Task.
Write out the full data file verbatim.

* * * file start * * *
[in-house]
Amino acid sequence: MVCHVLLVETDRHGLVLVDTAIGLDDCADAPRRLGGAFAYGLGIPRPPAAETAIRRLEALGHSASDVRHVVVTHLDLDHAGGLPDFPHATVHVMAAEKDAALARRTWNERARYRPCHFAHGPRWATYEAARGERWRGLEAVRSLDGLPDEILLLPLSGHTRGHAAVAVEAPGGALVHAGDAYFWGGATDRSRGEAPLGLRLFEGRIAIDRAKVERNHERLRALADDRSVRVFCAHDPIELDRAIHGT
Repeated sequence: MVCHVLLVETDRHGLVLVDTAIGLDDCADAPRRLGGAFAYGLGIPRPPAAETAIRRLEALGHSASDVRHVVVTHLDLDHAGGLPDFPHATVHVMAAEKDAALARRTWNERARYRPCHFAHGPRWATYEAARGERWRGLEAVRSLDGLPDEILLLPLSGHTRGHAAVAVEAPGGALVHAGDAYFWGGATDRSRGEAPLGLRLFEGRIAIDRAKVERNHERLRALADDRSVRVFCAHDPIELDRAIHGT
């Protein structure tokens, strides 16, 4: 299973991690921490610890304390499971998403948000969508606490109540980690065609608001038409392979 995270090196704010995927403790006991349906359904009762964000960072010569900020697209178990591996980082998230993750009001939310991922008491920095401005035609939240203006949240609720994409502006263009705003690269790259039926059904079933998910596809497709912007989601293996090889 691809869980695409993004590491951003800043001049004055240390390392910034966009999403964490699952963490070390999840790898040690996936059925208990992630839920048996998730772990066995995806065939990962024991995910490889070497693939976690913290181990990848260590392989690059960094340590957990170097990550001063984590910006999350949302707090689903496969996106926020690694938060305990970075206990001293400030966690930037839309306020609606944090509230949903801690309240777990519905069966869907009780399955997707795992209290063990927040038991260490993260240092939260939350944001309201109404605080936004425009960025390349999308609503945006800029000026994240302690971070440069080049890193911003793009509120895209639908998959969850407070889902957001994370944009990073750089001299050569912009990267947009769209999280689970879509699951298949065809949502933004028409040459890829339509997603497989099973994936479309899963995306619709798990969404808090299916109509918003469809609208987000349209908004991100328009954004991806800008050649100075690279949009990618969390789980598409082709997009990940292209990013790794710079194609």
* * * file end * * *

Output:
[in-house]
Amino acid sequence: MVCHVLLVETDRHGLVLVDTAIGLDDCADAPRRLGGAFAYGLGIPRPPAAETAIRRLEALGHSASDVRHVVVTHLDLDHAGGLPDFPHATVHVMAAEKDAALARRTWNERARYRPCHFAHGPRWATYEAARGERWRGLEAVRSLDGLPDEILLLPLSGHTRGHAAVAVEAPGGALVHAGDAYFWGGATDRSRGEAPLGLRLFEGRIAIDRAKVERNHERLRALADDRSVRVFCAHDPIELDRAIHGT
Repeated sequence: MVCHVLLVETDRHGLVLVDTAIGLDDCADAPRRLGGAFAYGLGIPRPPAAETAIRRLEALGHSASDVRHVVVTHLDLDHAGGLPDFPHATVHVMAAEKDAALARRTWNERARYRPCHFAHGPRWATYEAARGERWRGLEAVRSLDGLPDEILLLPLSGHTRGHAAVAVEAPGGALVHAGDAYFWGGATDRSRGEAPLGLRLFEGRIAIDRAKVERNHERLRALADDRSVRVFCAHDPIELDRAIHGT
């Protein structure tokens, strides 16, 4: 299973991690921490610890304390499971998403948000969508606490109540980690065609608001038409392979 995270090196704010995927403790006991349906359904009762964000960072010569900020697209178990591996980082998230993750009001939310991922008491920095401005035609939240203006949240609720994409502006263009705003690269790259039926059904079933998910596809497709912007989601293996090889 691809869980695409993004590491951003800043001049004055240390390392910034966009999403964490699952963490070390999840790898040690996936059925208990992630839920048996998730772990066995995806065939990962024991995910490889070497693939976690913290181990990848260590392989690059960094340590957990170097990550001063984590910006999350949302707090689903496969996106926020690694938060305990970075206990001293400030966690930037839309306020609606944090509230949903801690309240777990519905069966869907009780399955997707795992209290063990927040038991260490993260240092939260939350944001309201109404605080936004425009960025390349999308609503945006800029000026994240302690971070440069080049890193911003793009509120895209639908998959969850407070889902957001994370944009990073750089001299050569912009990267947009769209999280689970879509699951298949065809949502933004028409040459890829339509997603497989099973994936479309899963995306619709798990969404808090299916109509918003469809609208987000349209908004991100328009954004991806800008050649100075690279949009990618969390789980598409082709997009990940292209990013790794710079194609």